How to Replace a Damaged Brick
This home repair is one that can be attempted if you are repairing one brick or up to four adjoining bricks and the wall you are repairing is not load-bearing. On brick homes, the brick wall is typically a "veneered" brick wall. Veneered means it is a brick skin over wood framing. If that is the case with your home, then the brick wall is not load-bearing and can be repaired. However, if the brick wall is solid brick, then it's load-bearing. For walls that are load-bearing or need more than four contiguous bricks replaced, consult a professional mason.
If that's not the case, then let's see how this repair is performed:
Needed Tools and Materials
- Matching brick(s)
- Mason's cold chisel
- Wire brush
- Power drill and masonry cutting wheel (desired, not required)
- Pointing trowel
- Joint strike tool
- Mortar mix and pigment (if needed to match existing mortar)
- Eye protection
- Leather work gloves
Select the Replacement Brick
Selecting the right replacement brick may sound easy but it's essential to the aesthetic success of the repair and not as easy as it sounds on an older home. Even the standard red bricks can vary by color and size. If you have an old piece of the brick you're replacing take that with you along with the dimensions of the brick face to a brickyard and find an acceptable replacement.
If the brick is very old, you may also try an architectural reclamation company where old reclaimed architectural materials are sold.
OK. Have your replacement brick in the right color and size? Then let's proceed.
Remove the Damaged Brick
To remove one or more damaged bricks proceed with the following steps:
- Put on eye protection and leather gloves.
- Using a cold chisel and heavy hammer break apart the damaged brick piece by piece. If you are removing several bricks, then start at the top and work down.
Note: As an alternative, you may also use a power drill and masonry cutting wheel to score the old bricks before cutting them out with a chisel. If you have these tools handy it makes the work a little shorter but using a drill and cutting wheel is not required.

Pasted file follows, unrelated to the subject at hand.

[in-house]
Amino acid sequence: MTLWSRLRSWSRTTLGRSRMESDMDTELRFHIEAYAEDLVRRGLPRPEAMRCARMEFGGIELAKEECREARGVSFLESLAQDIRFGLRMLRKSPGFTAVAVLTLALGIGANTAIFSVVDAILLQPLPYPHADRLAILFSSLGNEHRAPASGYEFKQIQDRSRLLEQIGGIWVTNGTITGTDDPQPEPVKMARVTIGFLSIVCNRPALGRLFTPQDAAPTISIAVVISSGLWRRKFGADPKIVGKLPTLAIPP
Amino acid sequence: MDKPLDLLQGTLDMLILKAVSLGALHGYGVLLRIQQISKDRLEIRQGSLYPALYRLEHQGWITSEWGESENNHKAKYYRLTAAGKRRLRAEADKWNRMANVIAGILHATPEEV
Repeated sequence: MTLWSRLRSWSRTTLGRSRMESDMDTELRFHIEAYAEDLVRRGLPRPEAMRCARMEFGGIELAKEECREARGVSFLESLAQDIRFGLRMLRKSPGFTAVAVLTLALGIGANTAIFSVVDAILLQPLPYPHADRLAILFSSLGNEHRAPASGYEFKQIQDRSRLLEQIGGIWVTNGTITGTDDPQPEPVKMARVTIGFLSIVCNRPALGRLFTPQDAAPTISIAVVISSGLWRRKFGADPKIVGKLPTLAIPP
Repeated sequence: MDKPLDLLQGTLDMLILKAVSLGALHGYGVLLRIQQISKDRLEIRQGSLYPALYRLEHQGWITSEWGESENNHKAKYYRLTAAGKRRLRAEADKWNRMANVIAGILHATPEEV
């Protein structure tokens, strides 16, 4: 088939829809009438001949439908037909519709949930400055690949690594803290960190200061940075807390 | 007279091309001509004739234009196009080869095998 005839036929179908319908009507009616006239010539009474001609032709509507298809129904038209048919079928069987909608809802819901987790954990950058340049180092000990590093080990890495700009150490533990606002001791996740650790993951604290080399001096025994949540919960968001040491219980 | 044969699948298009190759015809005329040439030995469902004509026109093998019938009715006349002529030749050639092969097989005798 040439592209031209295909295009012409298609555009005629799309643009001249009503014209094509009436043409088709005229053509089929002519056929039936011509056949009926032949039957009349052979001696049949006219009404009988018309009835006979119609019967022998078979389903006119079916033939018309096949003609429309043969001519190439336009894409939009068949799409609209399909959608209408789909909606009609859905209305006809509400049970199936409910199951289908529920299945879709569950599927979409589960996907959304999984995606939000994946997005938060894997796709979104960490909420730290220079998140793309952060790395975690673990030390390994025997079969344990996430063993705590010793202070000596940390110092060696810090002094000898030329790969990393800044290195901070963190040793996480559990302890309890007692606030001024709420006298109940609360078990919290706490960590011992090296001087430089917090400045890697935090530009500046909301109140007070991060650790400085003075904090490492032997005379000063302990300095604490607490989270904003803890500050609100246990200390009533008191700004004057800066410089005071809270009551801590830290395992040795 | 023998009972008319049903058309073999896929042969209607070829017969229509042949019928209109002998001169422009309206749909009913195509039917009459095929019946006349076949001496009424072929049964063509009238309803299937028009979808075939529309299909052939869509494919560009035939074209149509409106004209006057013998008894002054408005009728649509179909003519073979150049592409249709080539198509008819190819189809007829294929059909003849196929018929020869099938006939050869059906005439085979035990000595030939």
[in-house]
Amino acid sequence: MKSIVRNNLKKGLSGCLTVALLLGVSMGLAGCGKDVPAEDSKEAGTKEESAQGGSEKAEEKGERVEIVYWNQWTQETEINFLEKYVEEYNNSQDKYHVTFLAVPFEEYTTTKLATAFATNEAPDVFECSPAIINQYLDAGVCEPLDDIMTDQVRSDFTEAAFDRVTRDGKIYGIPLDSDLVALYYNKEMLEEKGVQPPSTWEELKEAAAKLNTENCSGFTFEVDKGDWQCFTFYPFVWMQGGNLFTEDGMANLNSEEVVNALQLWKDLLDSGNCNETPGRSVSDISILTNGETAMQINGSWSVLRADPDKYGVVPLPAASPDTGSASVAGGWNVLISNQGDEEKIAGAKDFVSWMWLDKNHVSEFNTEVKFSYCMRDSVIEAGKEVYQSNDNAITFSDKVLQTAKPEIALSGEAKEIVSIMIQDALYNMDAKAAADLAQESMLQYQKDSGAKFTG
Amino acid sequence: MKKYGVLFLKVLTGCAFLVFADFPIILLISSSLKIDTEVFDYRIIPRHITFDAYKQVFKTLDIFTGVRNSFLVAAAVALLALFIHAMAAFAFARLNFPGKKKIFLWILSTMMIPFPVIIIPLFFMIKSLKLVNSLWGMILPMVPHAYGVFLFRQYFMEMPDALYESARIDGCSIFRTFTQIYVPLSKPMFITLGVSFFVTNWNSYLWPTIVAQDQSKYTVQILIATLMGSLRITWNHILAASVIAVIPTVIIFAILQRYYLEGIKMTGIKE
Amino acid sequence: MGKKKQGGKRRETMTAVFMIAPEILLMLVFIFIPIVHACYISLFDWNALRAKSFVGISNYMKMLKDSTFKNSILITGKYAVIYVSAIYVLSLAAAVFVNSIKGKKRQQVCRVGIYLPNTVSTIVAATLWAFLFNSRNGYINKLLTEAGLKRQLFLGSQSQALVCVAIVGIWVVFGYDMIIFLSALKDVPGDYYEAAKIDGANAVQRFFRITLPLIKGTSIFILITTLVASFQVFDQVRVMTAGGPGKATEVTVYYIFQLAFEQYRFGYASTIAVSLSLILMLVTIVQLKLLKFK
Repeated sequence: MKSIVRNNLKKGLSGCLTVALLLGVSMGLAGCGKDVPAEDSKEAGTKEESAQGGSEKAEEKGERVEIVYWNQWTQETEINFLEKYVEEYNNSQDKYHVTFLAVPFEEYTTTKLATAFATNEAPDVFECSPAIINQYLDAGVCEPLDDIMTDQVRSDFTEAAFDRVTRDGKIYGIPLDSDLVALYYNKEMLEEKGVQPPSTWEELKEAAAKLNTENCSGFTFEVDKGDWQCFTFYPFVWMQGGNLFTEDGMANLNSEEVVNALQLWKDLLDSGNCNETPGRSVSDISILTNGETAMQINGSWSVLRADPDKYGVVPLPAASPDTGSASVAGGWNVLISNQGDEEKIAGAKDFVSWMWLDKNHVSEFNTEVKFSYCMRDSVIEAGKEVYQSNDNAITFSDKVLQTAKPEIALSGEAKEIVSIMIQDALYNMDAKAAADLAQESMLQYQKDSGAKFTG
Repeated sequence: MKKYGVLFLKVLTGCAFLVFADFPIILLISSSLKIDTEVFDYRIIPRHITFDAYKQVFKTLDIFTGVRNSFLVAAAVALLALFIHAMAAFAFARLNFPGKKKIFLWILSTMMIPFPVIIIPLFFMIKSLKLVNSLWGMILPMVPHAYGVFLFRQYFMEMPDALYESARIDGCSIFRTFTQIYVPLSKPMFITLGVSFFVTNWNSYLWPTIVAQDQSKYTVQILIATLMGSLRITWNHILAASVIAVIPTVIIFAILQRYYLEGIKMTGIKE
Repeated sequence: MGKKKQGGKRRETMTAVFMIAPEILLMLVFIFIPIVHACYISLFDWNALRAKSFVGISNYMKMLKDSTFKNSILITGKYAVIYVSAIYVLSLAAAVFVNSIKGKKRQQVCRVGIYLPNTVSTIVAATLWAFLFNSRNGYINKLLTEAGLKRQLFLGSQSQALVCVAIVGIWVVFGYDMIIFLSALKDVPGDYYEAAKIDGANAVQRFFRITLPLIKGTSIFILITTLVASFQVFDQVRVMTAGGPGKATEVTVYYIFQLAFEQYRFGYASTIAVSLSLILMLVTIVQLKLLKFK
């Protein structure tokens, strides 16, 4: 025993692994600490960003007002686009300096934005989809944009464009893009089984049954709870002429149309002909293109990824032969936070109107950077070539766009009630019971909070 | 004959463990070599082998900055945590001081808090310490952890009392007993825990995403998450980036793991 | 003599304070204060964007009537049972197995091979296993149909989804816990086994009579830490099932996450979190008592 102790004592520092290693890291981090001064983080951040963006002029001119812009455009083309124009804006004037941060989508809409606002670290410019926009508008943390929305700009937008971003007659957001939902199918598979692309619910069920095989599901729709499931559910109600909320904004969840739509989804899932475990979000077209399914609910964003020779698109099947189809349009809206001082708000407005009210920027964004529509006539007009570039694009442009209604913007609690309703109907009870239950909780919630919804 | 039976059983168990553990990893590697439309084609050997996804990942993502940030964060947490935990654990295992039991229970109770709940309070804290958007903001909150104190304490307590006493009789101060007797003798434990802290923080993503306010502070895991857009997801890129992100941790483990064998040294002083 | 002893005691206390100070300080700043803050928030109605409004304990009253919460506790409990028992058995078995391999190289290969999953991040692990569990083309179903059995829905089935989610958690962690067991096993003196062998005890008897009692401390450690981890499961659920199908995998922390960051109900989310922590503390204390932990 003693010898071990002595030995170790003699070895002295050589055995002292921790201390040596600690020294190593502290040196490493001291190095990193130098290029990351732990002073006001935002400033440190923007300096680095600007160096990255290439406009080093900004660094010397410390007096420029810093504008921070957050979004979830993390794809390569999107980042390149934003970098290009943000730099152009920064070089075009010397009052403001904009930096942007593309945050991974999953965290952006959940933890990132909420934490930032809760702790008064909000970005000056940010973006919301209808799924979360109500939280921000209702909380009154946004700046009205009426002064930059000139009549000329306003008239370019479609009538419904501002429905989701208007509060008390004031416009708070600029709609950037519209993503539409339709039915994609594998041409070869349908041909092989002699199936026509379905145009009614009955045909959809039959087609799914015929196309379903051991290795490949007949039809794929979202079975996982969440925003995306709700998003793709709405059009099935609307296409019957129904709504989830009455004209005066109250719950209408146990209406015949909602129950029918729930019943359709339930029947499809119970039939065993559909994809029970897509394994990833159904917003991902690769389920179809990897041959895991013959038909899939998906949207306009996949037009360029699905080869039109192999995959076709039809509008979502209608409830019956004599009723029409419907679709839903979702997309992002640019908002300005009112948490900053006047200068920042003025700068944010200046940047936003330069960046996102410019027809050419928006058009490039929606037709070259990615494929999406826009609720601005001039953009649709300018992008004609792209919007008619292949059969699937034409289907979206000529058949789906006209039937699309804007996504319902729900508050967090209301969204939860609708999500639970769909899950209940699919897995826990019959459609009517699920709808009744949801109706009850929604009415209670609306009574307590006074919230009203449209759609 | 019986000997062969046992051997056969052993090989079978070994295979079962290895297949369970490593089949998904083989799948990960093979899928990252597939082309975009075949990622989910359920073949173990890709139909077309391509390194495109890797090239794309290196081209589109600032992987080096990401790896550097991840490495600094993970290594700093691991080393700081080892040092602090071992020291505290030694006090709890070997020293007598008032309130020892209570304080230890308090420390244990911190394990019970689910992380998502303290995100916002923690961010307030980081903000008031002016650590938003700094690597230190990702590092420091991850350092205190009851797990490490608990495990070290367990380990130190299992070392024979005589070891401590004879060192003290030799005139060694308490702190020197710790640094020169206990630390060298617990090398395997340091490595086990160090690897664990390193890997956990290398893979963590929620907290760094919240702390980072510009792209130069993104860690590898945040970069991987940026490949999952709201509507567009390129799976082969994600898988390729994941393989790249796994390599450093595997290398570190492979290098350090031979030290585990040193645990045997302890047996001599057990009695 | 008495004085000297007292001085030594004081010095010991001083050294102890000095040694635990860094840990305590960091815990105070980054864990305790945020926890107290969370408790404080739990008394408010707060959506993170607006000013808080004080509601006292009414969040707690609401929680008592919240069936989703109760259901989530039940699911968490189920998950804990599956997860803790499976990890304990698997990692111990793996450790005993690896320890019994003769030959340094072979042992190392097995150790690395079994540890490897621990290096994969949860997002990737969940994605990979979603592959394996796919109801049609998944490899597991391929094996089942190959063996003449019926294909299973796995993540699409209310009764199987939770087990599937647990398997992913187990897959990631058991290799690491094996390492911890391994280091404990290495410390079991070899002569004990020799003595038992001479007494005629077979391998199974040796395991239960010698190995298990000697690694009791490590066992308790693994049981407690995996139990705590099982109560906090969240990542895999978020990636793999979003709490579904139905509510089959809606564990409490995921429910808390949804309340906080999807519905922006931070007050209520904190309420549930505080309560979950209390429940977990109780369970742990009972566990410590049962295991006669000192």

- Be very careful not to damage surrounding bricks.
- Once the brick pieces are removed, chisel out any old mortar, making the voids as clean as possible.
- Clean the joints of any loose mortar with a wire brush and vacuum the opening clean of any dirt or dust.
- Rinse the cleaned area with water including all four sides of the opening.
Mix Mortar and Prepare Hole to Receive New Brick
Once the damaged brick is removed and the opening cleaned, proceed with the following steps:
- Mix the mortar according to the manufacturer's directions. If the repair is such that matching the existing mortar color is important, you may have to experiment first with mortar pigment to obtain the properly dried mortar coloration.
- Next, use a pointing trowel to "butter" the bottom and both sides of the existing opening with mortar about one inch in thickness.
Prepare and Place the New Brick
Once the hole is ready to receive the new brick we next prepare and place the brick as follows:
- Get the replacement brick slightly wet so it will absorb the mortar.
- Now "butter" the brick by applying mortar to the top and both sides of the brick.
- OK, here's the fun part. Now slide the brick into the opening. Mortar should ooze out slightly as the brick is being pushed into the wall. Tap into place until it is flush with the existing bricks. Often the brick is tapped into place with the base of the pointing trowel.
- Once the brick is in place, make sure the mortar is full to the face of the brick by adding more with the pointing tool if necessary.
- Remove excess mortar by scraping it away with the side of the pointing trowel.
- Tool the mortar joints with the joint strike tool so the mortar joint matches the adjacent mortar joints.
- Once the mortar is almost dry, use a wire brush and gently brush away leftover mortar.
Keep the Brick and Mortar Repair Damp
This last step is very important. Keeping the repair damp allows the mortar to cure properly.
- Spray the new repair lightly with water to aid in the proper curing of the mortar.
- Keep the area misted with water for three days.
- Cover the area with a plastic sheet if desired to help retain moisture.